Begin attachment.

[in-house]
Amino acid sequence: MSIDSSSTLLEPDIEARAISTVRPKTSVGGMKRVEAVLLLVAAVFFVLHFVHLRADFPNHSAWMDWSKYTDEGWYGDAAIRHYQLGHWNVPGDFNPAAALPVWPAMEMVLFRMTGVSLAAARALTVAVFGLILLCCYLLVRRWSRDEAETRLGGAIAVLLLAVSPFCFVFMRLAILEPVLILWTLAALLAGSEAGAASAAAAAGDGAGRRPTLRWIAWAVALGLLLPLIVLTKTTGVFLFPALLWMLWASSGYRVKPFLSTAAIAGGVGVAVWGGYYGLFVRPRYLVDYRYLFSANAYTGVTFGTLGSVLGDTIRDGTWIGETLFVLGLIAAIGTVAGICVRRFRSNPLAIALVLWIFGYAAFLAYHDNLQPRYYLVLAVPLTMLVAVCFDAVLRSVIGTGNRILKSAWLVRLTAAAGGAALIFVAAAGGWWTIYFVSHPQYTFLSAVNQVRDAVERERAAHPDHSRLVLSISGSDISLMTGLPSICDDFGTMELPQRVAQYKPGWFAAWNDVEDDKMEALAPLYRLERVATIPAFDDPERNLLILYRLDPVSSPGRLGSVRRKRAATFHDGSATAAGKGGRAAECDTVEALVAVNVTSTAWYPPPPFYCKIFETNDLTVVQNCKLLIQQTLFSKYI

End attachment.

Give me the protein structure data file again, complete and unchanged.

[in-house]
Amino acid sequence: MSIDSSSTLLEPDIEARAISTVRPKTSVGGMKRVEAVLLLVAAVFFVLHFVHLRADFPNHSAWMDWSKYTDEGWYGDAAIRHYQLGHWNVPGDFNPAAALPVWPAMEMVLFRMTGVSLAAARALTVAVFGLILLCCYLLVRRWSRDEAETRLGGAIAVLLLAVSPFCFVFMRLAILEPVLILWTLAALLAGSEAGAASAAAAAGDGAGRRPTLRWIAWAVALGLLLPLIVLTKTTGVFLFPALLWMLWASSGYRVKPFLSTAAIAGGVGVAVWGGYYGLFVRPRYLVDYRYLFSANAYTGVTFGTLGSVLGDTIRDGTWIGETLFVLGLIAAIGTVAGICVRRFRSNPLAIALVLWIFGYAAFLAYHDNLQPRYYLVLAVPLTMLVAVCFDAVLRSVIGTGNRILKSAWLVRLTAAAGGAALIFVAAAGGWWTIYFVSHPQYTFLSAVNQVRDAVERERAAHPDHSRLVLSISGSDISLMTGLPSICDDFGTMELPQRVAQYKPGWFAAWNDVEDDKMEALAPLYRLERVATIPAFDDPERNLLILYRLDPVSSPGRLGSVRRKRAATFHDGSATAAGKGGRAAECDTVEALVAVNVTSTAWYPPPPFYCKIFETNDLTVVQNCKLLIQQTLFSKYI